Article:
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DR Congo has declared the end of its 14th Ebola outbreak

The Democratic Republic of Congo announced this Monday (4) the end of the Ebola outbreak that reached Mbandaka, the capital of Equateur province in the north-west of the country, three months ago. This was the third outbreak in the state since 2018 and the 14th in the country.

Efforts to control the disease allowed national emergency response teams, supported by the World Health Organization (WHO) and partners, to respond quickly after the outbreak was announced on April 23.

Combative measures such as testing, contact tracing, infection prevention and control, treatment and community engagement have been implemented. Vaccination started four days after the outbreak was announced.

There were a total of four confirmed cases and one probable case, all of whom died. During the previous outbreak in Equatorial Guinea, which lasted from June to November 2020, there were 130 confirmed cases and 55 deaths.

During this outbreak, 2,104 people were vaccinated, including 302 contacts and 1,307 frontline workers. To facilitate the implementation of vaccinations, a special refrigerated refrigerator was installed in Mbandaka, which allowed vaccine doses to be safely stored on site and delivered efficiently.

Increase in flare-ups

There have been 14 Ebola outbreaks in the Democratic Republic of the Congo since 1976, six of which have occurred since 2018.

“Ebola and other infectious diseases that jump from animals to humans are on the rise in Africa, affecting large urban areas,” WHO Africa Regional Director Matshidiso Moeti said in a statement.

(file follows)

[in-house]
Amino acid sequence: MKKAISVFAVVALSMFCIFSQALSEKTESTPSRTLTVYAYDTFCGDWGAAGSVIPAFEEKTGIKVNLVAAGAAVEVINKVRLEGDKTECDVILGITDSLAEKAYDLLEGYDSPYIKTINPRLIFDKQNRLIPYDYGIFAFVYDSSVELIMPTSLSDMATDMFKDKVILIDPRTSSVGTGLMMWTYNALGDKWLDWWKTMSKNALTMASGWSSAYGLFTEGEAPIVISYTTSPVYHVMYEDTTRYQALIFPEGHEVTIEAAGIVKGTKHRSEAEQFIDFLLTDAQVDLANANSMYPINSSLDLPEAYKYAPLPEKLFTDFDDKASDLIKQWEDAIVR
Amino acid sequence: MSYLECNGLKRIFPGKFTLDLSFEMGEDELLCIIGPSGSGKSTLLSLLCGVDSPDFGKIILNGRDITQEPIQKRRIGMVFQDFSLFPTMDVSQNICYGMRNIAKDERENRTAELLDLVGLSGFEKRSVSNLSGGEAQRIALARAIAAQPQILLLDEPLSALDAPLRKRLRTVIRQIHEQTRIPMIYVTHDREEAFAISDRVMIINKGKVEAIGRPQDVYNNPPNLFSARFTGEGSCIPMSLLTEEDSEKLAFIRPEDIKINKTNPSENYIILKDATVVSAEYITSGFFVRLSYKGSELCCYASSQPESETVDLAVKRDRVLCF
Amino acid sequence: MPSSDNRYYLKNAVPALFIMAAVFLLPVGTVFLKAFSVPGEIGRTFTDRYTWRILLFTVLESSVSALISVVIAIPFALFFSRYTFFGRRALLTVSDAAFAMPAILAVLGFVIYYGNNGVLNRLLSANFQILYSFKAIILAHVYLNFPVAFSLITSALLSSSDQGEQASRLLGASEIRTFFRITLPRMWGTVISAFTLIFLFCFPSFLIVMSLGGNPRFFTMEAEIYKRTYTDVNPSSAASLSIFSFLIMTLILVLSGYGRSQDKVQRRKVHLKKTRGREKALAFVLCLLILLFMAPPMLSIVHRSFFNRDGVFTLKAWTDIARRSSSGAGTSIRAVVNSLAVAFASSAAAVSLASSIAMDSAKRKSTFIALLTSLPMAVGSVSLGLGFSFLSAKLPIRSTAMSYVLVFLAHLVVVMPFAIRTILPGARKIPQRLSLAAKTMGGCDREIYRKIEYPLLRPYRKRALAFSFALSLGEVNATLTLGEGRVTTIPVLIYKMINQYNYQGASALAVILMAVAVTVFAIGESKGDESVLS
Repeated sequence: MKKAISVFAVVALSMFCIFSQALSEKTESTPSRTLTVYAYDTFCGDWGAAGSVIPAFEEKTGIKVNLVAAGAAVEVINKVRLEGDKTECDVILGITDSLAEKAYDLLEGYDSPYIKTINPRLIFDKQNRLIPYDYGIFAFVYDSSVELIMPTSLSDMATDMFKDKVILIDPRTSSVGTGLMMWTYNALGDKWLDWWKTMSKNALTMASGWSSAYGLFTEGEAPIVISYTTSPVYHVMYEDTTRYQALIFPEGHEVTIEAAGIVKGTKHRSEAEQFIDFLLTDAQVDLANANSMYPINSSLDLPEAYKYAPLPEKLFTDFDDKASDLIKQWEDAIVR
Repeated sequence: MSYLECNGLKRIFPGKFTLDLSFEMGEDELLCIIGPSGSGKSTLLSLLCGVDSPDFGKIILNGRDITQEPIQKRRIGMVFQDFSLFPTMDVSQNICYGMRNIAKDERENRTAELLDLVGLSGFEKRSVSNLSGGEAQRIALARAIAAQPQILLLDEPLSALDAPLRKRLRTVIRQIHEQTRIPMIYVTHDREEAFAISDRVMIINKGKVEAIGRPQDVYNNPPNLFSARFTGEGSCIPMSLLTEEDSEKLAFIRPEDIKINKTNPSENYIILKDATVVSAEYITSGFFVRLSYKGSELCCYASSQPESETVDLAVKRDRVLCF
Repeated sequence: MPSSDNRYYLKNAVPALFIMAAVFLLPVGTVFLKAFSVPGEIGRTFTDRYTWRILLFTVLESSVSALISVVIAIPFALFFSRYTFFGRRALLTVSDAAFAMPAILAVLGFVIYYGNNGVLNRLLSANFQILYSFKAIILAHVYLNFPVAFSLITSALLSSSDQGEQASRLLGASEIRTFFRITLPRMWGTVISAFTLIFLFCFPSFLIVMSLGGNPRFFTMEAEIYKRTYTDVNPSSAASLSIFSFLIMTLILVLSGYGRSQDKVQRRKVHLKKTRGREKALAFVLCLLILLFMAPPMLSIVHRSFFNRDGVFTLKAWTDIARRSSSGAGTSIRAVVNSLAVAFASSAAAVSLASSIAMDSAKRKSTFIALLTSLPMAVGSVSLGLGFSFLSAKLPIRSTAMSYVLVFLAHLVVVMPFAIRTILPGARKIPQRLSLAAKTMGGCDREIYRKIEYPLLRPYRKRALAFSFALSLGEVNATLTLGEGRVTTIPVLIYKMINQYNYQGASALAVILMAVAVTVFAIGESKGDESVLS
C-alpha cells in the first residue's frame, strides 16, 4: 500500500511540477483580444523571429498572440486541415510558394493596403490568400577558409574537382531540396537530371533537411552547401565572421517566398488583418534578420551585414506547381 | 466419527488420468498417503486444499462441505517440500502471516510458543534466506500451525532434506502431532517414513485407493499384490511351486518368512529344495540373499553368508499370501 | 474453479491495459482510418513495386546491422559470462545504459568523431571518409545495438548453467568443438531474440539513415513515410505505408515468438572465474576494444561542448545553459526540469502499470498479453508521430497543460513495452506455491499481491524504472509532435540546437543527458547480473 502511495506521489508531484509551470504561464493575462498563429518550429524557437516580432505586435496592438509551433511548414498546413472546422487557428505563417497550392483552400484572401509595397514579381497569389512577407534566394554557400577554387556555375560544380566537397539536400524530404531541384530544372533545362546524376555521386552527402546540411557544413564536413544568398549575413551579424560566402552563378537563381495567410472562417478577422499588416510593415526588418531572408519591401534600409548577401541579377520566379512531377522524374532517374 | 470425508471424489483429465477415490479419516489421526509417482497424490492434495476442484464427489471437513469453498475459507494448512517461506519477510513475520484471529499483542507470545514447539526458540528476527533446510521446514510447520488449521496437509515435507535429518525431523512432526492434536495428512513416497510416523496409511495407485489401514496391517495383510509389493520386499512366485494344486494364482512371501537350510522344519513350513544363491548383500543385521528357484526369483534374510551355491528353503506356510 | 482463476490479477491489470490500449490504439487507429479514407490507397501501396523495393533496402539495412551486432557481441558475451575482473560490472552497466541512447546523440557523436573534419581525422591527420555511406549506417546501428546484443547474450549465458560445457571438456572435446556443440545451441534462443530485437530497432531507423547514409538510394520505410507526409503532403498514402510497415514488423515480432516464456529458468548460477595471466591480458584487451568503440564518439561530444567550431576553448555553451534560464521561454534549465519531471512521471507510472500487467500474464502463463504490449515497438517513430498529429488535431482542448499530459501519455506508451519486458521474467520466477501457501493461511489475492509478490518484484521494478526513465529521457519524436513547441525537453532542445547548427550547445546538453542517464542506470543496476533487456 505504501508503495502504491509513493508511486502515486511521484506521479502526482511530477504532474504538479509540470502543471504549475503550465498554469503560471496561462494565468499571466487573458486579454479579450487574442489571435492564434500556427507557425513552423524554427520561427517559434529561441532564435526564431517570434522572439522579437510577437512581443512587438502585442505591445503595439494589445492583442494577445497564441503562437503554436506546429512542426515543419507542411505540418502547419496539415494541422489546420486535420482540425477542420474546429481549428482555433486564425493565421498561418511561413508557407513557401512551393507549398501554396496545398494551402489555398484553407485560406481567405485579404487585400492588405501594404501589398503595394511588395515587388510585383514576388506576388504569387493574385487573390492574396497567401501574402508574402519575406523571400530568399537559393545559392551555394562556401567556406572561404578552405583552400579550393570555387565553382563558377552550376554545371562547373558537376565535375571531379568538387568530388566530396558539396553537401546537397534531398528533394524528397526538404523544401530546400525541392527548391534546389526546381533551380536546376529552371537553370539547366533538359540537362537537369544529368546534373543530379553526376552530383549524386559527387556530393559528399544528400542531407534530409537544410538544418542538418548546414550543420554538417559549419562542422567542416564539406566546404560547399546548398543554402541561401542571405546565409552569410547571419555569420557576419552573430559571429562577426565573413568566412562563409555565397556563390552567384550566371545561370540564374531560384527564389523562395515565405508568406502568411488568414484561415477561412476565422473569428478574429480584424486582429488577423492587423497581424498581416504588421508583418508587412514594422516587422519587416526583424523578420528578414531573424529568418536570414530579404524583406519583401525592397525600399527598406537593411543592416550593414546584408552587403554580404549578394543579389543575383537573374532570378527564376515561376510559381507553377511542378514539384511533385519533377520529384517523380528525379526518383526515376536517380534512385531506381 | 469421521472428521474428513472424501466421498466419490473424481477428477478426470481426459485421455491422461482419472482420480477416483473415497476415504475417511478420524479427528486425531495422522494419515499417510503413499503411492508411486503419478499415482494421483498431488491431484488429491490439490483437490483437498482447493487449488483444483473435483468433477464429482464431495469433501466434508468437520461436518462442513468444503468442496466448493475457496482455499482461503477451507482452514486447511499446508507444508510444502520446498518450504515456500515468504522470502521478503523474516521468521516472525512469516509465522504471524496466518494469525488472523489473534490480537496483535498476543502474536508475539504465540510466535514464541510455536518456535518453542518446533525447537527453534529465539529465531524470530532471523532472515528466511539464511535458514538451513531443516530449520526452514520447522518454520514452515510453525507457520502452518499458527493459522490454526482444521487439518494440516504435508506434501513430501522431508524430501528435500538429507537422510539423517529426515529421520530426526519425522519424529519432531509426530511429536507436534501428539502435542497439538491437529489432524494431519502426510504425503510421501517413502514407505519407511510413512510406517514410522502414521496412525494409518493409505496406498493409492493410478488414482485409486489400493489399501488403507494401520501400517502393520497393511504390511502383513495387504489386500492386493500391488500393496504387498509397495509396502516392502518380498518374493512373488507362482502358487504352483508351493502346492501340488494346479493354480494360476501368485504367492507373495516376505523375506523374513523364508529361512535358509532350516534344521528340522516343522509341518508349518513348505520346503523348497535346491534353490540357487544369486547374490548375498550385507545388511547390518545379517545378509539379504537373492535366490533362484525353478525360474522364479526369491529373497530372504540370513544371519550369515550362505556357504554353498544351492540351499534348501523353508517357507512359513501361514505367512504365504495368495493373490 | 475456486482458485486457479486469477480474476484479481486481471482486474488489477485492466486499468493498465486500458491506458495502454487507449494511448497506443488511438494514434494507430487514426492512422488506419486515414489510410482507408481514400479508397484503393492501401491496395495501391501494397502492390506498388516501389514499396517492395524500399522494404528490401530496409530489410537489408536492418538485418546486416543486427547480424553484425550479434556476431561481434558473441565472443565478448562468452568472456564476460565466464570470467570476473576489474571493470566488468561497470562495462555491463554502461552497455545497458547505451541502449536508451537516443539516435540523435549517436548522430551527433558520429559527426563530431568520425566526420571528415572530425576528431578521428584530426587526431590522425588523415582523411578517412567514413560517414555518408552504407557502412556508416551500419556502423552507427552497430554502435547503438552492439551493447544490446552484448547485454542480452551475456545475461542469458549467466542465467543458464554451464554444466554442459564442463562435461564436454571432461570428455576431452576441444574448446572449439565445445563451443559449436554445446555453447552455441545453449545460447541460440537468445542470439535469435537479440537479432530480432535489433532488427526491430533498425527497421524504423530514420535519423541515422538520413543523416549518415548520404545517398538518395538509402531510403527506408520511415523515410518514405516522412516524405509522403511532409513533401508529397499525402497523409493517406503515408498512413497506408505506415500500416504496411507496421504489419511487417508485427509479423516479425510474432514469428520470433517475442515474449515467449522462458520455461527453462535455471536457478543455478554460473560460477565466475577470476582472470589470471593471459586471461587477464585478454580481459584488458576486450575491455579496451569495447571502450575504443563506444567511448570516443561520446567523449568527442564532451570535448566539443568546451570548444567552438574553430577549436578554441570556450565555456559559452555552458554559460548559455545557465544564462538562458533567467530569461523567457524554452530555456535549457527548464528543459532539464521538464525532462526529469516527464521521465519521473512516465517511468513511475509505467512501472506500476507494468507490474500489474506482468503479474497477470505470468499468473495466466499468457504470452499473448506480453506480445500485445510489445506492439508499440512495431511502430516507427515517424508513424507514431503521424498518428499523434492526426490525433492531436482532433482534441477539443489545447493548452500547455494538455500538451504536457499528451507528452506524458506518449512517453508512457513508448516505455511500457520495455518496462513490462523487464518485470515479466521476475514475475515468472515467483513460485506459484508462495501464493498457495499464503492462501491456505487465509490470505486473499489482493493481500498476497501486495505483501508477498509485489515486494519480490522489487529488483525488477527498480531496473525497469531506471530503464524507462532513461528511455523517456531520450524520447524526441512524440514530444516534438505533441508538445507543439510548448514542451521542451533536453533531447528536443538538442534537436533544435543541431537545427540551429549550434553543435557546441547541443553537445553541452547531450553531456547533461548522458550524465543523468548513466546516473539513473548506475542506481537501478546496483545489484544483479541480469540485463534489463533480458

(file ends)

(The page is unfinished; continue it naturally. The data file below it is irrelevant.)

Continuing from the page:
“We need to be more vigilant to ensure that we detect cases quickly. The response to this outbreak shows that by strengthening preparedness, disease control and rapid detection, we can stay one step ahead.”

Although the outbreak in Mbandaka has been declared over, health officials remain vigilant. According to the WHO, it is not uncommon for sporadic cases to occur after an outbreak.

About Ebola

The disease caused by the virus, which affects humans and other primates, is serious and often fatal. Mortality rates in previous outbreaks have ranged from 25% to 90%.

With effective treatments now available, patients have a significantly better chance of survival if they are treated and supported early.

Ebola virus belongs to the filovirus family, and there are at least five types of Ebola virus that differ in their ability to cause illness and death.

The virus was described in 1976 following an epidemic of outbreaks in the Zaire region (now the Democratic Republic of the Congo) and southern Sudan. To date, the microorganism has caused outbreaks on the African continent.

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